After more than four years of tough negotiations, the European Union’s General Data Protection Regulation (GDPR) took effect in May of last year. As of 25th May 2018, this will be a valid law in all 28 EU Member States. As a new law, the protection of personal data on the one hand, and the free flow of data within the European Single Market on the other, has now become a real challenge for the digital sector.
Well Meant, But Made Complicated: GDPR Leaves Many Questions Open
The ePrivacy Directive, however, is just one single directive and its implementation in form of cookie banners did not impose significant challenges for the digital industry – therefore the excitement has been rather limited so far. On the other hand, this is how the new EU General Data Protection Regulation looks: the law will be passed in May next year and we have to deal with it, whether the digital advertising industry welcomes it or not. Anyone who does not adhere to the new regulations will face severe penalties – data protection violations are punished with fines in the millions. The crux of the matter: there is still uncertainty surrounding the actual impact of this new legal situation. Sceptics claim that the new regulations could set back digital marketing by many years as the utilization of personal data has in many ways become the foundation for the entire industry.
European Court of Justice Confirms: IP Addresses Are Personal Data
The definition alone of personal data has not been 100% clear. Those who advertise digitally and count on personalisation cannot do so without cookies. On a purely technical level, cookies are initially an anonymous, non-personal data record. However, an indirect person reference is established when linked to an IP address. Since this new directive leaves this question unanswered, the European Court of Justice recently intervened and declared: IP addresses are personal data. Operators of websites can therefore only process them if they are in agreement with the strict requirements of European data protection. In practice, the consent or disagreement of users to process personal data needs to be recorded and stored by website operators or their service providers who process personal data on behalf of publishers. It has at least been clear since this judgement that the entire digital sector is working with personal data.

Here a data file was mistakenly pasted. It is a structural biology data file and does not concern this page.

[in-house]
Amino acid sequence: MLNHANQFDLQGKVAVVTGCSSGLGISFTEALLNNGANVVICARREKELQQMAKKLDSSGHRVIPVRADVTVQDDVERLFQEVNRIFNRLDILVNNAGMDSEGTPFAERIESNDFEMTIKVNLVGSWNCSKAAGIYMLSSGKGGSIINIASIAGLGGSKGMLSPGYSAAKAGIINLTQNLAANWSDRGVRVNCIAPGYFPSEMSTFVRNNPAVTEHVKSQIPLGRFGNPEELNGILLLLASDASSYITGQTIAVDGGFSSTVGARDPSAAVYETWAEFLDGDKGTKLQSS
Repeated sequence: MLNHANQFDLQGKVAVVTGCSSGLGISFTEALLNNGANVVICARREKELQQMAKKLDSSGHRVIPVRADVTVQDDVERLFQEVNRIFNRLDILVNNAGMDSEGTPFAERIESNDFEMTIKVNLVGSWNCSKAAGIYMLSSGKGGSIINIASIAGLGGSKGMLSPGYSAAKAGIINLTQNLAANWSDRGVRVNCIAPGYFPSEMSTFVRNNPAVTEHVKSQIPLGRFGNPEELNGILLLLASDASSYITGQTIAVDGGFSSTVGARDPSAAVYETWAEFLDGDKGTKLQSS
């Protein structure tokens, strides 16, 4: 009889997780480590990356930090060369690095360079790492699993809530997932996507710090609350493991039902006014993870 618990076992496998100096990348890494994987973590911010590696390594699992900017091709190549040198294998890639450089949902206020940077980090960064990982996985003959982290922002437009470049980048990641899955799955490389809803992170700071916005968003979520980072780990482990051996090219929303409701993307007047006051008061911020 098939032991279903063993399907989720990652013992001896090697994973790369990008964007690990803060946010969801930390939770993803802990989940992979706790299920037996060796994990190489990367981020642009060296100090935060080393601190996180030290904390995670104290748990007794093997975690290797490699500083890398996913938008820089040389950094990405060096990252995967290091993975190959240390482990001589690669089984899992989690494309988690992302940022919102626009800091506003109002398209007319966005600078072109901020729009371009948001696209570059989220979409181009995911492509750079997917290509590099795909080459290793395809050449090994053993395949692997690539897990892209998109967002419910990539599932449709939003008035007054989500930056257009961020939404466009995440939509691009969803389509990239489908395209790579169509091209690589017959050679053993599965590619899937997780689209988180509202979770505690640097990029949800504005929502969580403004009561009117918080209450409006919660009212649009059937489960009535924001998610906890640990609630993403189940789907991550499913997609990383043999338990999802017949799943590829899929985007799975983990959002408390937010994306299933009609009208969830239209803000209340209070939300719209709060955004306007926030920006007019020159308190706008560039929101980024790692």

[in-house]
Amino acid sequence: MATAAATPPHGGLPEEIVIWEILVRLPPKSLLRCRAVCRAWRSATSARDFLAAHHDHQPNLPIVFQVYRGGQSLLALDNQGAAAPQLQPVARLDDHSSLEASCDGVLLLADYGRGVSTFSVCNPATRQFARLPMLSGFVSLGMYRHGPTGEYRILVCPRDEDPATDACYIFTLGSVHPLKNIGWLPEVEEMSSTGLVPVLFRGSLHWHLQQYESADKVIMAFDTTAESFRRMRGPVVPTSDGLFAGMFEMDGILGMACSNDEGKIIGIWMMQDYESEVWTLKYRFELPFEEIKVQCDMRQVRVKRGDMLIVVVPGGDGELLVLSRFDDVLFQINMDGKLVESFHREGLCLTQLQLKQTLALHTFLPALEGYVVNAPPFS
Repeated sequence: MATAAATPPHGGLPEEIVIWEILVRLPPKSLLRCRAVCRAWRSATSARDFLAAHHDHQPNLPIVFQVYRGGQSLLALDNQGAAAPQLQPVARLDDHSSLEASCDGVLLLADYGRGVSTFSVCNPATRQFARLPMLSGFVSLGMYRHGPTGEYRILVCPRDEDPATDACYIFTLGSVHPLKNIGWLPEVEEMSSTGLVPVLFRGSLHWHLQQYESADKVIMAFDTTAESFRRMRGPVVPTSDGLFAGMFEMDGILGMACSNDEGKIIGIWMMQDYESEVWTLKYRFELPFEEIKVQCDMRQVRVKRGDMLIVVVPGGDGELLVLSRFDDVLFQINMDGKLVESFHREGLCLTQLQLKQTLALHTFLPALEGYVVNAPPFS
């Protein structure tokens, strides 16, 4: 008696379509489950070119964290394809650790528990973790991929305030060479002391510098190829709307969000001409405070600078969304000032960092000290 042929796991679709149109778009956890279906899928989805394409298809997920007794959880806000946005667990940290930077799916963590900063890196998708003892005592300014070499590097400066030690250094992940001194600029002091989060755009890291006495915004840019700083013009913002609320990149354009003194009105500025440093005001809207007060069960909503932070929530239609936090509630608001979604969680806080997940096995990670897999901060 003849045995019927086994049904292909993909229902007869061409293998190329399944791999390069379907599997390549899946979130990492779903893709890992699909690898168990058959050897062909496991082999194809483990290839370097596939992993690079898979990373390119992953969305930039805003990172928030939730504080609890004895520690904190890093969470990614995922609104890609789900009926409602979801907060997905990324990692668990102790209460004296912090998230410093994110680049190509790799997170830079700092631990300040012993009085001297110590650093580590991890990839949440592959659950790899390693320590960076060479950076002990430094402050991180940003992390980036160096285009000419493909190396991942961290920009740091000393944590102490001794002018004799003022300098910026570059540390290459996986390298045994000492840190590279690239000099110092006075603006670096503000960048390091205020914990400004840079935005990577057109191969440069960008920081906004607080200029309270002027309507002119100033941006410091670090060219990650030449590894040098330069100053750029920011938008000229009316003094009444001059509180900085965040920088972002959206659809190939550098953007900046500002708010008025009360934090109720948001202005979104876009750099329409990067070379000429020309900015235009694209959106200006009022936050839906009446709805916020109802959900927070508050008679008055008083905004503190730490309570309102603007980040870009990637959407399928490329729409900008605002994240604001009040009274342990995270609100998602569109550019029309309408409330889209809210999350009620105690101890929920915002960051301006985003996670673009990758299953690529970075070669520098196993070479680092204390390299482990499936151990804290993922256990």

This is a new situation insofar as numerous business models around programmatic advertising and dialogue marketing, as well all targeting models, have up till now been regarded as compliant with data protection and must now deal intensively with the law which will be applicable from 2018 onwards. Numerous advertising associations are already complaining that the GDPR goes far beyond the target and puts the entire industry at risk. Complaining and panicking do not solve any problems, however.
As adverserve, we have been working intensively with our customers and ad tech partners for several months in joint discussions and recommend that advertisers and publishers prepare themselves for the new GDPR by using the following checklist:
- Mapping of relevant applications – Create an overview of all applications where personal data can be processed. These can be advertising and tracking tools, DSP and SSP servers, as well as internal applications. This overview should enable you to easily identify where action is required.
- Collection and presentation of responsibilities – Clarify the role of your own company in data processing and storage and draw the line between your own responsibility and the responsibilities of your partners and technology providers.
- Clarification with technology providers – Discuss with your technology partners which data categories and which specific user data are recorded and processed. To what legal basis does your partner refer? What measures will affect your partner with regards to data protection and the GDPR?
- Contractual prerequisites – Conclude data processing contracts with your partners that meet the requirements of the GDPR and implement a procedure list in accordance with Article 30 of the GDPR.
- Technical and organisational measures – Control the handling of data within your company. Topics such as access control and transfer control need to be clarified. The new legislation places higher demands on the obligation to exercise due care of all those dealing with personal data – unauthorized data access must be prevented by all means.
- Appointment of a data protection officer – Regardless of whether you process personal or anonymous data within the meaning of the GDPR, you should by all means appoint a data protection officer and train this employee to be a certified by independent authorities such as TÜV.
The bottom line: The National Data Protection Laws which take effect in May next year based on the EU Data Protection Regulation pose new challenges for almost everyone in the digital industry. In order to avoid violations, advertisers and publishers should familiarise themselves with the new requirements from now on. We would be happy to help you with any questions you may have – so get in touch with our experts.